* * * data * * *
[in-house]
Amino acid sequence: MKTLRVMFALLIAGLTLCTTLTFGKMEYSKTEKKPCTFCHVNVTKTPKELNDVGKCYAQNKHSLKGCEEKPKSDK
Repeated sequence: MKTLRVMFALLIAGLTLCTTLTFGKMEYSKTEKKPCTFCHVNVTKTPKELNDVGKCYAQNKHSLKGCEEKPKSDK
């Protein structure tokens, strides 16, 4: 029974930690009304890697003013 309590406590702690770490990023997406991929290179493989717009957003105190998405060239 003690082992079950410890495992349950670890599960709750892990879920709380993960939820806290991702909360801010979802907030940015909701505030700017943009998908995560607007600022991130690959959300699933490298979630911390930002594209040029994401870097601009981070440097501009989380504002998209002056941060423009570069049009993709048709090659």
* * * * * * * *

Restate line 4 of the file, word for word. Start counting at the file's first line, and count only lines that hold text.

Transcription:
């Protein structure tokens, strides 16, 4: 029974930690009304890697003013 309590406590702690770490990023997406991929290179493989717009957003105190998405060239 003690082992079950410890495992349950670890599960709750892990879920709380993960939820806290991702909360801010979802907030940015909701505030700017943009998908995560607007600022991130690959959300699933490298979630911390930002594209040029994401870097601009981070440097501009989380504002998209002056941060423009570069049009993709048709090659």